WHAT KIND OF ACTIVE SUPPORT does a strong white ally provide
to a person of color? Over the years, people of color that I have
talked with have been remarkably consistent in describing the
kinds of support they need from white allies.
What People of Color Want from White Allies
“Respect us” “Listen to us”
“Find out about us” “Don’t make assumptions”
“Don’t take over” “Stand by my side”
“Provide information” “Don’t assume you know
what’s best for me”
“Take risks” “Make mistakes”
“Don’t take it personally” “Honesty”
“Understanding” “Talk to other white people”
“Teach your children about “Interrupt jokes and comments”
“Speak up” “Don’t ask me to speak for my
“Your body on the line” “Persevere daily”
Every situation is different and calls for critical thinking about how
to make a difference. Taking the statements above into account, I
have compiled some general guidelines.
1. Assume racism is everywhere, every day. Just as economics
influences everything we do, just as gender and gender politics
influence everything we do, assume that racism is affecting
your daily life. We assume this because it’s true, and because a
privilege of being white is the freedom to not deal with racism
all the time. We have to learn to see the effect that racism has.
Notice who speaks, what is said, how things are done and
described. Notice who isn’t present when racist talk occurs.
Notice code words for race, and the implications of the
policies, patterns, and comments that are being expressed. You
already notice the skin color of everyone you meet—now
notice what difference it makes.
2. Notice who is the center of attention and who is the center
of power. Racism works by directing violence and blame
toward people of color and consolidating power and privilege
for white people.
3. Notice how racism is denied, minimized, and justified.
4. Understand and learn from the history of whiteness and
racism. Notice how racism has changed over time and how it
has subverted or resisted challenges. Study the tactics that have
worked effectively against it.
5. Understand the connections between racism, economic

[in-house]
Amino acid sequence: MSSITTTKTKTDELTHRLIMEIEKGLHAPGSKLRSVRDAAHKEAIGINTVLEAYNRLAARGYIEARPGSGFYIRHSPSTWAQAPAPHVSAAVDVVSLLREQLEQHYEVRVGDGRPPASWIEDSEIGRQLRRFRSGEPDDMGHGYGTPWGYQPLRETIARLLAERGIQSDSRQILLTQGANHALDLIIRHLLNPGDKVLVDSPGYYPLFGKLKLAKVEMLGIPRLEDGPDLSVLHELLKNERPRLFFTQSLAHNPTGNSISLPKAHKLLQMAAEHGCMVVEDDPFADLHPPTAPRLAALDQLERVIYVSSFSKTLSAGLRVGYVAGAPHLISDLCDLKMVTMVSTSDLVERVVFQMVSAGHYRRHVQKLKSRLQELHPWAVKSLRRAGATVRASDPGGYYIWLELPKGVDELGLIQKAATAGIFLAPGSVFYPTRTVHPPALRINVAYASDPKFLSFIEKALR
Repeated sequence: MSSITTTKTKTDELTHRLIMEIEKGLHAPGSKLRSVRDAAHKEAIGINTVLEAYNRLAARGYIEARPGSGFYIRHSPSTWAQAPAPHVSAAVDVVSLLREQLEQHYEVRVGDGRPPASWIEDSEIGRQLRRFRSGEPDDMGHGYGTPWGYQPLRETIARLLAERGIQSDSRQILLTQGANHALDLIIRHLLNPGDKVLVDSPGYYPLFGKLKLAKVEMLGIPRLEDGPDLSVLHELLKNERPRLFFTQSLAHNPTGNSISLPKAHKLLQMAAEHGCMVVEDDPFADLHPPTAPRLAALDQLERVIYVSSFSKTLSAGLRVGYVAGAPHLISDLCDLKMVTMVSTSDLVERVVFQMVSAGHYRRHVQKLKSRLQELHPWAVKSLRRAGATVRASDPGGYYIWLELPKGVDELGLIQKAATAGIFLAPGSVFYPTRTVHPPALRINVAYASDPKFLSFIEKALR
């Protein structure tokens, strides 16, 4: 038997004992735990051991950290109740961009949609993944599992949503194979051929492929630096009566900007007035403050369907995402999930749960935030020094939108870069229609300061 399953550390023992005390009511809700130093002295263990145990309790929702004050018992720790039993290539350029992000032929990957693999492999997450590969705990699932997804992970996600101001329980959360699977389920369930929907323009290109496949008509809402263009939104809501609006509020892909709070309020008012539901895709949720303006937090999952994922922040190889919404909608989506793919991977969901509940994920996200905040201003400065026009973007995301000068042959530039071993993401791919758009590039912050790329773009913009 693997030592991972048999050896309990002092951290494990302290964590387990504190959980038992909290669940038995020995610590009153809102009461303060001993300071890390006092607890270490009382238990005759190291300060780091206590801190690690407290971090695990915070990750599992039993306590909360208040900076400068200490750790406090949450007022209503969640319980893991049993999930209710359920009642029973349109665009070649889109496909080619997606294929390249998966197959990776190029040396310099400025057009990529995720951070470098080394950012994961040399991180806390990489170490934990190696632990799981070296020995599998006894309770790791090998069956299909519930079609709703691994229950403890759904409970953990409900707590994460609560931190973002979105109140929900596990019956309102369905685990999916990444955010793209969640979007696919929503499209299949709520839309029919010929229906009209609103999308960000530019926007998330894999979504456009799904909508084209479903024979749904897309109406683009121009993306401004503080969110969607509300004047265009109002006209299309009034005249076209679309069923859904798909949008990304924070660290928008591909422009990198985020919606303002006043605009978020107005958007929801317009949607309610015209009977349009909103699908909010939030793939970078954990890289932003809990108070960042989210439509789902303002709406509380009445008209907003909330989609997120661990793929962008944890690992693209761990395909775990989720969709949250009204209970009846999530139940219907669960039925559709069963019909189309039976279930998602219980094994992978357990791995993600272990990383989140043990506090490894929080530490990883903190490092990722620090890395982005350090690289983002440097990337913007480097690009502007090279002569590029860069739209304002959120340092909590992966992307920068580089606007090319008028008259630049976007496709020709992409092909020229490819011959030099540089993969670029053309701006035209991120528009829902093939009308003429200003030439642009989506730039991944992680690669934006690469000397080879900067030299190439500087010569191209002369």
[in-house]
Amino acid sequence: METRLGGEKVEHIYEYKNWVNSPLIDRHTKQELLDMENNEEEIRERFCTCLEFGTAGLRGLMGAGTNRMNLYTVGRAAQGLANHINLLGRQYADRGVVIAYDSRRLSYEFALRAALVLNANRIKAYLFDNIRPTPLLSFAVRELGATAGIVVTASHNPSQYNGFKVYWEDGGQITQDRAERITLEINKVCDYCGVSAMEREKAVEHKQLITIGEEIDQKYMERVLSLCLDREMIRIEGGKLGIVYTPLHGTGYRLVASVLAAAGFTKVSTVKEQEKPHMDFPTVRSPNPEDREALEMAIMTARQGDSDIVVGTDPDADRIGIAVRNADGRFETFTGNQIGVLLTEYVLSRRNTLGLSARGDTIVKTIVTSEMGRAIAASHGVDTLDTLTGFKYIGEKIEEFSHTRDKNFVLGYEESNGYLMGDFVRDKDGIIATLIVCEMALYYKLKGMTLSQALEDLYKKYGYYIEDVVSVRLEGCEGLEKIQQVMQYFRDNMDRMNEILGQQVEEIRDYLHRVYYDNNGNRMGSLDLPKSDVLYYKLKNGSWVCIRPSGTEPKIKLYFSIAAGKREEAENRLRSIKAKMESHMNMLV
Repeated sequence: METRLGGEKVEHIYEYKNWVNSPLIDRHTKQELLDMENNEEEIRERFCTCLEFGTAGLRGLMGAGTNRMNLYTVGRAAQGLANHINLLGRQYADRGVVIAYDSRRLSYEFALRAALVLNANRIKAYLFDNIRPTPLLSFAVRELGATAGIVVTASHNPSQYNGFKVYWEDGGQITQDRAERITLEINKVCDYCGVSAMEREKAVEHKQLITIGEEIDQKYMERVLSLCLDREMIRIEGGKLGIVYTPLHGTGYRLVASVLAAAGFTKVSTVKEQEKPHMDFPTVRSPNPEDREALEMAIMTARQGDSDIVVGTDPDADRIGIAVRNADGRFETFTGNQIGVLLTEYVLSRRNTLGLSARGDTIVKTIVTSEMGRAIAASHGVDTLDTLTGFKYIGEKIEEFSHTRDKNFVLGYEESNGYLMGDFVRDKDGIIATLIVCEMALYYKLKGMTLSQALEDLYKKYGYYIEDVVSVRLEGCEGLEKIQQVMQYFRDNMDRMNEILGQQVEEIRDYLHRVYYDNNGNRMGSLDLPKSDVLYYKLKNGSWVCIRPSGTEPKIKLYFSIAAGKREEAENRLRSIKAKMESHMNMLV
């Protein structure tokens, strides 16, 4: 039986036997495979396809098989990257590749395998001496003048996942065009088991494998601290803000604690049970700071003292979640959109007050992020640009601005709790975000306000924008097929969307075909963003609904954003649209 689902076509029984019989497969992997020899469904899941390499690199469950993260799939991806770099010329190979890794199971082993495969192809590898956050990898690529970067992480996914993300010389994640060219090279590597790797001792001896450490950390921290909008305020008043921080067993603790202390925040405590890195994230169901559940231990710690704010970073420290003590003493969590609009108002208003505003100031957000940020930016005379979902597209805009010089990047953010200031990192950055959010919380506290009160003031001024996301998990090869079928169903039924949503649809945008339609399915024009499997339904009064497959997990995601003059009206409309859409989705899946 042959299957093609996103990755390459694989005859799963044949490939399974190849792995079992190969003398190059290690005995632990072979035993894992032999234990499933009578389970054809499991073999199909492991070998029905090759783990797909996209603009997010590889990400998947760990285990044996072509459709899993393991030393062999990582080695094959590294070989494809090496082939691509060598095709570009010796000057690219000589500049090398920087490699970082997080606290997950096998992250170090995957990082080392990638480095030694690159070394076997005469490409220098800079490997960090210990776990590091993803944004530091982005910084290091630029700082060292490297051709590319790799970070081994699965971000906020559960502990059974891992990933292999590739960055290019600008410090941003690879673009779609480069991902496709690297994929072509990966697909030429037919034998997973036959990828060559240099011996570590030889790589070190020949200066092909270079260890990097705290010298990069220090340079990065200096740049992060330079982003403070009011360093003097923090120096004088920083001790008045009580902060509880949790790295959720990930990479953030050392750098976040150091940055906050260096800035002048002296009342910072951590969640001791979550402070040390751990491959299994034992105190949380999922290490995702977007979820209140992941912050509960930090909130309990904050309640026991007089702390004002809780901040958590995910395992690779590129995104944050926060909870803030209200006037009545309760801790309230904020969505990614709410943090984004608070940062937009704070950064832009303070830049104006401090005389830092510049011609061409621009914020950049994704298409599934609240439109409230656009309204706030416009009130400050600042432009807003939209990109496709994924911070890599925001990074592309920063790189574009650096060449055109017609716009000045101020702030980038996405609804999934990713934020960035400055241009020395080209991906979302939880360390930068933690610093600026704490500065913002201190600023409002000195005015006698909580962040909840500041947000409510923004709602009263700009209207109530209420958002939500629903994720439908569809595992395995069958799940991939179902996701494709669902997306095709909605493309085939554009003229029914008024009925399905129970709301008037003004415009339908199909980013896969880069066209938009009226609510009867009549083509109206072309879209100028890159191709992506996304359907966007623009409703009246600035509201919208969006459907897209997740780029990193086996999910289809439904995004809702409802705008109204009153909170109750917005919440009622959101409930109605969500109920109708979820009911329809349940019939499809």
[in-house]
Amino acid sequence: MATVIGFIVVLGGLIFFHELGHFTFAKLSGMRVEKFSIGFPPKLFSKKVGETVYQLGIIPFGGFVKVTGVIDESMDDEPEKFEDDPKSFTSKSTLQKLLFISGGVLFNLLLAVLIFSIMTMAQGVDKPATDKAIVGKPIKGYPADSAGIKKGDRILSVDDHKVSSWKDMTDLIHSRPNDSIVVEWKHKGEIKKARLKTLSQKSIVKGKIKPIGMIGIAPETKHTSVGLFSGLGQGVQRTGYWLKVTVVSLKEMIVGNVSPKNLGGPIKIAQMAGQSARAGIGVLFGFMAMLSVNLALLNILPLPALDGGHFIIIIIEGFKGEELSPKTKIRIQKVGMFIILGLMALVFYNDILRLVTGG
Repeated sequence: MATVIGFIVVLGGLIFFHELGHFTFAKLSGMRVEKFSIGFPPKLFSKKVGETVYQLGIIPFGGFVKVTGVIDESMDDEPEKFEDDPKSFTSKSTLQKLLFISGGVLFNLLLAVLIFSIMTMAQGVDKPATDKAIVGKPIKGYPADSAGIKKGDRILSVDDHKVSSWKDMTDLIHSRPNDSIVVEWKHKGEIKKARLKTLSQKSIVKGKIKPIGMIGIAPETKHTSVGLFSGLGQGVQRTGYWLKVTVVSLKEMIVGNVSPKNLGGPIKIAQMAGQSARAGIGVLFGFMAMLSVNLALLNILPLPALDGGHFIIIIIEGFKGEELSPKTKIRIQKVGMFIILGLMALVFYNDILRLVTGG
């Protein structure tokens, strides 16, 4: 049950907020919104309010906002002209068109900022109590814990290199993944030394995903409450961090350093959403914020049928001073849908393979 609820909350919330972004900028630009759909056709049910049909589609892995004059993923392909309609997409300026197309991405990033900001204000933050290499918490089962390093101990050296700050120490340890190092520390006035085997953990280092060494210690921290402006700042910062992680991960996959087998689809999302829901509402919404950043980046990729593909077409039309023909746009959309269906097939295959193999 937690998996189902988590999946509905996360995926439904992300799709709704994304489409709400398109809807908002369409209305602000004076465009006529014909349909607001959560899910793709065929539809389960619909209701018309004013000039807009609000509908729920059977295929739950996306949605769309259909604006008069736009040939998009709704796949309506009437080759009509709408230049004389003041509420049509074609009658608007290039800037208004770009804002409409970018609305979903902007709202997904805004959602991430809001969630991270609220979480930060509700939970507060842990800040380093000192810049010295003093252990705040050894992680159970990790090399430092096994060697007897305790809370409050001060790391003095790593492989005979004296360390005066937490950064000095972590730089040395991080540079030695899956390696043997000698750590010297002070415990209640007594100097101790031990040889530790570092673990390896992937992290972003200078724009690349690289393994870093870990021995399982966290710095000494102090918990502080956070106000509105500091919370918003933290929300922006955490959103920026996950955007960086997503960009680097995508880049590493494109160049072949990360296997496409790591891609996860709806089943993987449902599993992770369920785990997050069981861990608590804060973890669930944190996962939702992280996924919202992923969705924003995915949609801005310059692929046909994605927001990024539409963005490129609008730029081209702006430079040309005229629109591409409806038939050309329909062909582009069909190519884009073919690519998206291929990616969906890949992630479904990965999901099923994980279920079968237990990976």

issues, sexism, and other forms of injustice.
6. Take a stand against injustice. Take risks. It is scary, difficult, and may bring up feelings of inadequacy, lack of self confidence, indecision, or fear of making mistakes, but ultimately it is the only healthy and moral human thing to do. Intervene in situations where racism is being passed on.
7. Be strategic. Decide what is important to challenge and what’s
not. Think about strategy in particular situations. Attack the
source of power.
8. Don’t confuse a battle with the war. Behind particular
incidents and interactions are larger patterns. Racism is flexible
and adaptable. There will be gains and losses in the struggle for
justice and equality.
9. Don’t call names or be personally abusive. Since power is
often defined as power over others—the ability to abuse or
control people—it is easy to become abusive ourselves.
However, we usually end up abusing people who have less
power than we do because it is less dangerous. Attacking
people doesn’t address the systemic nature of racism and
10. Support the leadership of people of color. Do this
consistently, but not uncritically.
11.Learn something about the history of white people who
have worked for racial justice. There is a long history of
white people who have fought for racial justice. Their stories
can inspire and sustain you.
12. Don’t do it alone. You will not end racism by yourself. We
can do it if we work together. Build support, establish
networks, and work with already established groups.
13.Talk with your children and other young people about
Reposted from http://www.racialequitytools.org/resourcefiles/kivel3.pdf
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